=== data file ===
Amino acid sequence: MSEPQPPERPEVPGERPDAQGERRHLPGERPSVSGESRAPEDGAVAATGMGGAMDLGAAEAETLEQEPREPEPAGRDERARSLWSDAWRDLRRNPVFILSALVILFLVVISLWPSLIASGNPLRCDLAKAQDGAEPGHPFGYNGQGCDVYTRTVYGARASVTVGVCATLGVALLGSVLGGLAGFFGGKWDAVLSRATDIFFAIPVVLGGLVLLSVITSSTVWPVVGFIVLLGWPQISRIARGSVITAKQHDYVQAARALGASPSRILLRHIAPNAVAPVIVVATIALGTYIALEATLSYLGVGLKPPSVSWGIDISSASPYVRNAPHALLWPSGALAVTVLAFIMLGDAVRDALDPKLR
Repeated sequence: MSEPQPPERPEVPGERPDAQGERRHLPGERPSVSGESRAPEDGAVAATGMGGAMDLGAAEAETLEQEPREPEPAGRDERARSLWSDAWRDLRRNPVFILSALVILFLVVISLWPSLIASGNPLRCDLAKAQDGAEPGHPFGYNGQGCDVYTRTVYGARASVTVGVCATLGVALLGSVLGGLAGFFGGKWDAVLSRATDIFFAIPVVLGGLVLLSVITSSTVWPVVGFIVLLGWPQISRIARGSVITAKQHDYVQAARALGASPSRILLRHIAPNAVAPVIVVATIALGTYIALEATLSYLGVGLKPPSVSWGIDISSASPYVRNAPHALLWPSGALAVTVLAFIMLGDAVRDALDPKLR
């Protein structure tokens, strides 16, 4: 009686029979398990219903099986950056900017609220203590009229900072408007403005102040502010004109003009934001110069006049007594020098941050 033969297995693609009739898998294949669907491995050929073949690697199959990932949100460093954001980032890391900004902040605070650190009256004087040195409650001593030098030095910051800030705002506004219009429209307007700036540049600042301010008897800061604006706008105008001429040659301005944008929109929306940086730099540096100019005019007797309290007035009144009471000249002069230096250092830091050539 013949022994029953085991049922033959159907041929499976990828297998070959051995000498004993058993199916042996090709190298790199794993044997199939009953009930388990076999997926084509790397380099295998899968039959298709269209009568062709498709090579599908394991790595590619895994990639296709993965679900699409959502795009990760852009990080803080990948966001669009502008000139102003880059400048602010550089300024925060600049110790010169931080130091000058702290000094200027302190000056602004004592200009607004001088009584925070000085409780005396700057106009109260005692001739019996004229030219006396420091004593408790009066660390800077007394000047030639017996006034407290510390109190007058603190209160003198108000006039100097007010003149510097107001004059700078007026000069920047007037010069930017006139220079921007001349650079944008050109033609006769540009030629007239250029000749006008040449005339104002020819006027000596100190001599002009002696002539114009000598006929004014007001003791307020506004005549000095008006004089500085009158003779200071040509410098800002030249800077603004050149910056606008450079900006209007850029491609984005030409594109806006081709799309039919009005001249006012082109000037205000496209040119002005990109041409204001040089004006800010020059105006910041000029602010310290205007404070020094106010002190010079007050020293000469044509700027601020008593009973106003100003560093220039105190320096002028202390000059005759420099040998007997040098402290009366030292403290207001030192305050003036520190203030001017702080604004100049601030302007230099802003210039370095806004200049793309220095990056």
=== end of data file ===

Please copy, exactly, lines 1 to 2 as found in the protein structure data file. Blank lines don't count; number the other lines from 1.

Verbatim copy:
Amino acid sequence: MSEPQPPERPEVPGERPDAQGERRHLPGERPSVSGESRAPEDGAVAATGMGGAMDLGAAEAETLEQEPREPEPAGRDERARSLWSDAWRDLRRNPVFILSALVILFLVVISLWPSLIASGNPLRCDLAKAQDGAEPGHPFGYNGQGCDVYTRTVYGARASVTVGVCATLGVALLGSVLGGLAGFFGGKWDAVLSRATDIFFAIPVVLGGLVLLSVITSSTVWPVVGFIVLLGWPQISRIARGSVITAKQHDYVQAARALGASPSRILLRHIAPNAVAPVIVVATIALGTYIALEATLSYLGVGLKPPSVSWGIDISSASPYVRNAPHALLWPSGALAVTVLAFIMLGDAVRDALDPKLR
Repeated sequence: MSEPQPPERPEVPGERPDAQGERRHLPGERPSVSGESRAPEDGAVAATGMGGAMDLGAAEAETLEQEPREPEPAGRDERARSLWSDAWRDLRRNPVFILSALVILFLVVISLWPSLIASGNPLRCDLAKAQDGAEPGHPFGYNGQGCDVYTRTVYGARASVTVGVCATLGVALLGSVLGGLAGFFGGKWDAVLSRATDIFFAIPVVLGGLVLLSVITSSTVWPVVGFIVLLGWPQISRIARGSVITAKQHDYVQAARALGASPSRILLRHIAPNAVAPVIVVATIALGTYIALEATLSYLGVGLKPPSVSWGIDISSASPYVRNAPHALLWPSGALAVTVLAFIMLGDAVRDALDPKLR